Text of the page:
Much of this debate has been framed around the faltering recovery, as the Congress perversely punted on the opportunity to rebuild America when we could borrow money for virtually nothing, with construction workers idle and eager to work. But in the end, this is a question of making the public investments we need, and paying for it by ending the tax dodges and tax breaks that enable the rich and the multinationals to avoid paying their fair share of taxes. The Congressional Progressive Caucus budget shows what is possible, while still bringing our long-term debt under control.
Well, Congress did that, and the Treasury certainly could have borrowed “money for virtually nothing,” and spent it on infrastructure and the public commons while creating many millions of new jobs and cutting greatly into our massive unemployment problem. However, why should Borosage and others writing about the new populism assume that such deficit spending has to be accompanied by borrowing money? Read below the fold...
As I predicted, and documented, the assault on tax exemption for church property has begun:
Ernie Chambers' bill to end property tax exemption for religious groups gets a hearing Read below the fold...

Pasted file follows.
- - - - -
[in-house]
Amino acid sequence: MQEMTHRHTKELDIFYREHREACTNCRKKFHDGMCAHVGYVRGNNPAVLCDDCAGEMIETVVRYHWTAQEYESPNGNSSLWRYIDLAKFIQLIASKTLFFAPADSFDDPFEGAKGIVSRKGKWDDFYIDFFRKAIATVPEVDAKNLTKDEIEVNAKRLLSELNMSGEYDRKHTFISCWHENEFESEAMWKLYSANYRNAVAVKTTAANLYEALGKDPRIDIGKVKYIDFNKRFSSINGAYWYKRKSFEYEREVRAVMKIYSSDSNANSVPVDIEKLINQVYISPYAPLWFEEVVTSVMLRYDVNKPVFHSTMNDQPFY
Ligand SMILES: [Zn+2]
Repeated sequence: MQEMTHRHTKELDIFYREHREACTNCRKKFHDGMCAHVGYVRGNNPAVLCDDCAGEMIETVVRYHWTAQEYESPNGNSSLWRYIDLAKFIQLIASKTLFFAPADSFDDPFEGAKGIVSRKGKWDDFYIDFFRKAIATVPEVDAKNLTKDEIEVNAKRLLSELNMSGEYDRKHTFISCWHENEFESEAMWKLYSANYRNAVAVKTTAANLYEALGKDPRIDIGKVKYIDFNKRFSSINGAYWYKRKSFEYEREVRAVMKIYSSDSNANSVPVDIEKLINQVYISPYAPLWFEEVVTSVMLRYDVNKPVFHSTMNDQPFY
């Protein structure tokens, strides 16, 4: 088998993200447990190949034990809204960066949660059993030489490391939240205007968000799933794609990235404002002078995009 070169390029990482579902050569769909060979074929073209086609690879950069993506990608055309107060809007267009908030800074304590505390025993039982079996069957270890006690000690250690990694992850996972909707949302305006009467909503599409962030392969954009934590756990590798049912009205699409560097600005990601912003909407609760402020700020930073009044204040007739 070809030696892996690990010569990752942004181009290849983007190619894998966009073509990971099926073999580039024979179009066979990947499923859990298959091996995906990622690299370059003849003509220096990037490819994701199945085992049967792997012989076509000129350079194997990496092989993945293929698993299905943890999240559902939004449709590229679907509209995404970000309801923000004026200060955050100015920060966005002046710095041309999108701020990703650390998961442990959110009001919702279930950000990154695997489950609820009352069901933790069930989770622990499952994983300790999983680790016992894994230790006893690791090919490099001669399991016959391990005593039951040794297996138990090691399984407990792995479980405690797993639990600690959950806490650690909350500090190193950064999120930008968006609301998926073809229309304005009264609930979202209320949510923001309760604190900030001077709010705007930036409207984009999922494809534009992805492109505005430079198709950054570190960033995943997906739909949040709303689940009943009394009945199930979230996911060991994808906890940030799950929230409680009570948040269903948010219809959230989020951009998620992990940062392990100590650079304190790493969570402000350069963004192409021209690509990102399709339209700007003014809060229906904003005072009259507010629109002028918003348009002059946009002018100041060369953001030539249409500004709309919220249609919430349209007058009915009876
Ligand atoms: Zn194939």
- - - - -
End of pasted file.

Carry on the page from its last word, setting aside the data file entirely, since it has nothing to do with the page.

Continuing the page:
[Nice linky goodness from alert reader Ellen F on the commons. --lambert]
[Stickying this, too. I want to nail the whole project, the whole architecture, so I (and I hope others!) can start posting on individual planks or points before we get too far into the campaign season. --lambert]
[Stickying this because the concrete material benefits in the 12 Planks are comparatively easy. But what kind of political world do we need to build, how do we "do politics," to make those benefits concrete? The 12 Steps get all the glory, but the 12 Traditions are just as important, because they structure the group dynamics that enable group members to take the steps. In the same way, the policies in the planks "have to be paid for," but the sterile tax debate of the political class gets in the way; since MMT teaches (correctly) that taxes don't fund spending (though there are plenty of other reasons to soak the rich, besides fun, I mean) MMT is an importent, er, thingummy. So this part of the 12-Plank architecture needs a lot of help from Correntians, many of whom have thought deeply about these issues, and especiallly governance issues. --lambert]
In draft 2 of the 12-plank platform* I wrote:
I'm also conceiving of the 12-Plank Platform -- it's nearly done, right? -- as one leg of a triad, again modeled on AA's 12 Steps, 12 Traditions, and 12 Concepts of Service.** The Platform focuses on policy, but it doesn't cover implementation at all; we need a place for voting systems, MMT to nuke the Austerians, and stuff like land taxes (if that's a good idea), so we'll need the 12 Implementation Thingummies. We also have nothing on values whatever; we need a place for "No more strategic hate management" and "No more bullshit, yes, seriously, we don't have any more time for nonsense!" and "What about the commons?" And so the third leg of the triad would be 12 Things To Help Us Avoid Breaking Bad.